"You're just holding back from breaking down," says Maj. Lyndon Marshall, whose office is on the parade route. He says he hasn't missed a single event. "There's pride, and camaraderie, and even a little guilt. You think, 'I've been there. I've done that. And nothing happened to me.'"
Cpl. Lyon's journey began at a small U.S. outpost near Fallujah. He enlisted in the Marines in fall 2003 looking for adventure. His unit deployed to Iraq in August 2004, but the tour was uneventful. In his seven months in al-Qaim, a region near the Syrian border, Cpl. Lyon says he didn't once fire his rifle.
His second tour was different. On May 1, 2006, Cpl. Lyon was sitting outside working on an armored vehicle when he heard a whistling sound.
"I looked at my friend and said, 'Is that incoming?" he recalls. "My ears began ringing and it felt like someone hit me in the back of the head with a frying pan."
Cpl. Lyon was conscious when fellow Marines raced him to a medical facility in Fallujah. Then, he says, everything went black. When he woke up two weeks later, he was lying in a bed at Walter Reed.
Shrapnel from the mortar had destroyed his jaw, knocked out many of his teeth and torn a small hole in his skull. It also damaged nerves in one of his arms so he couldn't raise his wrist or open his fingers. His left leg had to be amputated just above the knee.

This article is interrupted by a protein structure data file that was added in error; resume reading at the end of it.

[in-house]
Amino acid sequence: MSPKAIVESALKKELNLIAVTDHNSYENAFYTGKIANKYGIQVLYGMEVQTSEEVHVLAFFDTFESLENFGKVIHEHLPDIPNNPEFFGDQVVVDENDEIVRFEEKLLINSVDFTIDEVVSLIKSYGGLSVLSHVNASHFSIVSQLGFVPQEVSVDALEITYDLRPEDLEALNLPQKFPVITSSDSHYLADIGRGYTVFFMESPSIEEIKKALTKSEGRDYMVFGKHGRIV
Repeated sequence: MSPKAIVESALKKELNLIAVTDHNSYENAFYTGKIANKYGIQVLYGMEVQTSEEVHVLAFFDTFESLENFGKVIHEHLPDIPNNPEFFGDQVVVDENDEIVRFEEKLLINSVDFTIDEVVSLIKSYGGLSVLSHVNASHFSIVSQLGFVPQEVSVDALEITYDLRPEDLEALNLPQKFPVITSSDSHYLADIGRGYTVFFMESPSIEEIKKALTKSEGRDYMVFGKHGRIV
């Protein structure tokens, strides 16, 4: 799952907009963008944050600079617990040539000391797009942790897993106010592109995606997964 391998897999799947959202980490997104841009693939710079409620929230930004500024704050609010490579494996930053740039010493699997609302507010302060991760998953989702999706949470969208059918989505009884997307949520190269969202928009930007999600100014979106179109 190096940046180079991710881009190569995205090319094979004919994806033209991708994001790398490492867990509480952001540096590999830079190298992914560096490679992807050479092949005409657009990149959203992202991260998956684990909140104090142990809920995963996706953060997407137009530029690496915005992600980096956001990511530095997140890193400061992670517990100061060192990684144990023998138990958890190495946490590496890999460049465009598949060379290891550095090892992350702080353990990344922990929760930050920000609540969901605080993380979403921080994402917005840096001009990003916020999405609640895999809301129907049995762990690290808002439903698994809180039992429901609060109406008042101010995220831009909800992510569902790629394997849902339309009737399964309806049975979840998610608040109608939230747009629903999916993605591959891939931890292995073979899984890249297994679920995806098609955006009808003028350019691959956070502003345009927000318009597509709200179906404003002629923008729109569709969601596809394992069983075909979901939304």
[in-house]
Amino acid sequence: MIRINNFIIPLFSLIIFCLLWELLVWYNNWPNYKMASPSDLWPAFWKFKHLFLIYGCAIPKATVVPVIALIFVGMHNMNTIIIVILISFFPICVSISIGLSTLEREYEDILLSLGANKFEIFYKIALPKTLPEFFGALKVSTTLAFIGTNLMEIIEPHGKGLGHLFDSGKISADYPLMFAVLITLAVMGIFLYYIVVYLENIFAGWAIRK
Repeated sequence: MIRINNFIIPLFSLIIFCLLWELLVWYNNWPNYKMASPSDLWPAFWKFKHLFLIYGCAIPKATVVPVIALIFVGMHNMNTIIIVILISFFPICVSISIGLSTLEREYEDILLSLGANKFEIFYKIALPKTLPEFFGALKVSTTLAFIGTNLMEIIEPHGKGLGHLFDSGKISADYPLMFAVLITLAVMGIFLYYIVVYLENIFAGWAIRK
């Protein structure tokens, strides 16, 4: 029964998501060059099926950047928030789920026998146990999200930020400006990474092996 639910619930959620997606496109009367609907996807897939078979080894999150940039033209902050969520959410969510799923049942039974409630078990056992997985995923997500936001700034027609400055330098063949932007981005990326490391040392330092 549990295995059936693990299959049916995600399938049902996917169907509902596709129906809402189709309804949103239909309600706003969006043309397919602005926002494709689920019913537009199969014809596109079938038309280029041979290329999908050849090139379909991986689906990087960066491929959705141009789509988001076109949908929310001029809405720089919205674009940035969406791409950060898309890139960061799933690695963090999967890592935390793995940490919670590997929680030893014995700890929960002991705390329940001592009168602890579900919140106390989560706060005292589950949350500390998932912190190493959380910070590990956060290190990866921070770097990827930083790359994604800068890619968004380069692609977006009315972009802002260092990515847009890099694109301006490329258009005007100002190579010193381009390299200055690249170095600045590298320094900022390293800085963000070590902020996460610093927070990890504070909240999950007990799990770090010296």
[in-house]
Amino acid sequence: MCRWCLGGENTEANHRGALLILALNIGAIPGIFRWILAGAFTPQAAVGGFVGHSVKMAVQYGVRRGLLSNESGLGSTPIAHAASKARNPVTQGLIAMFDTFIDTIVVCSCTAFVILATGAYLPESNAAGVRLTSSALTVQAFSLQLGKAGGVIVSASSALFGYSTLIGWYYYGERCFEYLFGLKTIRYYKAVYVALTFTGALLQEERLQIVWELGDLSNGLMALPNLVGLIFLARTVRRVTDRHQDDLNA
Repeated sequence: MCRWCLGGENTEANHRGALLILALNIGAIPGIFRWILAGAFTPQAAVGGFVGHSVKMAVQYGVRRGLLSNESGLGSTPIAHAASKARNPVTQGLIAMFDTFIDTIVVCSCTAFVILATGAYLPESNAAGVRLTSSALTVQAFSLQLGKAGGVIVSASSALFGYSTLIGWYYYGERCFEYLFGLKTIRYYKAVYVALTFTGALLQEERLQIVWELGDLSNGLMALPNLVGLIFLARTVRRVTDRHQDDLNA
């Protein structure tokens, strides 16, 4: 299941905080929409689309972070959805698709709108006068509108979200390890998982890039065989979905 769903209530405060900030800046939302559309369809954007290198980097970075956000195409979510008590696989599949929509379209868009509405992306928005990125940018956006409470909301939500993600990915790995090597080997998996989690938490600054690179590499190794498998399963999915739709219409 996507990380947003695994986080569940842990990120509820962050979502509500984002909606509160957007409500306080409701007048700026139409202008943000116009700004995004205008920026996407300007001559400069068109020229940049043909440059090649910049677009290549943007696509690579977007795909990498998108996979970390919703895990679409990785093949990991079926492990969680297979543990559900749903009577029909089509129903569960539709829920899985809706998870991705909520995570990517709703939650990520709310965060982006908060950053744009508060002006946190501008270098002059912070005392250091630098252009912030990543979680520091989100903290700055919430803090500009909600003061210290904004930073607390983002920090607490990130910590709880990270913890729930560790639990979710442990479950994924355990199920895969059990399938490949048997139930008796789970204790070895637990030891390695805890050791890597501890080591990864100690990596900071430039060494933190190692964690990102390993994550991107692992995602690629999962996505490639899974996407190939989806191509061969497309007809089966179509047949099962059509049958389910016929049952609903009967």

When Ms. Windsor first saw her son, she thought there was no way he'd survive. "There was no piece of skin that didn't have a scar or wound," she says.
But military doctors put Cpl. Lyon back together. They rebuilt his jaw and performed plastic surgery to hide the scars on his face. They transferred tendons from elsewhere in his body into his arm. And they gave him a state-of-the-art prosthetic leg. Cpl. Lyon says he underwent more than 50 operations.
Cpl. Lyon learned about the Wounded Warrior program from a Red Cross volunteer. His mother was eager to take part, but Cpl. Lyon wanted to hold off until he was able to walk into the Pentagon under his own power. One evening close to the ceremony he fell out of bed, leaving him unable to use the prosthetic. With his mother coming to Washington from Marion, Md., he decided to take part anyway.
On a cool day last fall, a fleet of buses and vans made the short trip to the Pentagon. Cpl. Lyon and the other wounded veterans gathered in a narrow hallway and waited for their cue. When a military band began playing, they slowly made their way through the crowd.
"It reminded me of that scene in 'The Wizard of Oz' when all of the people step in to say goodbye to Dorothy," Ms. Windsor recalls. "The more you walked, the more people you saw."
After the parade, the military personnel and their families were taken to the spot where a hijacked plane crashed into the building on Sept. 11, 2001, and then to a small dining room for lunch. Defense Secretary Robert Gates and Gen. David Petraeus, the top U.S. commander in Iraq, made surprise appearances.
On his way back to Walter Reed, Cpl. Lyon said he spent a lot of time marveling at the number of Pentagon employees organizing and attending the events. It was, he believes, their way of trying to forge a connection to a war that otherwise seemed distant and abstract.
"Some of them make important decisions but never get to see their decisions being carried out," he says. "When they applaud us, it gives them a little bit of closure for what they do every day. It makes things real for them."
Write to Yochi J. Dreazen at email@example.com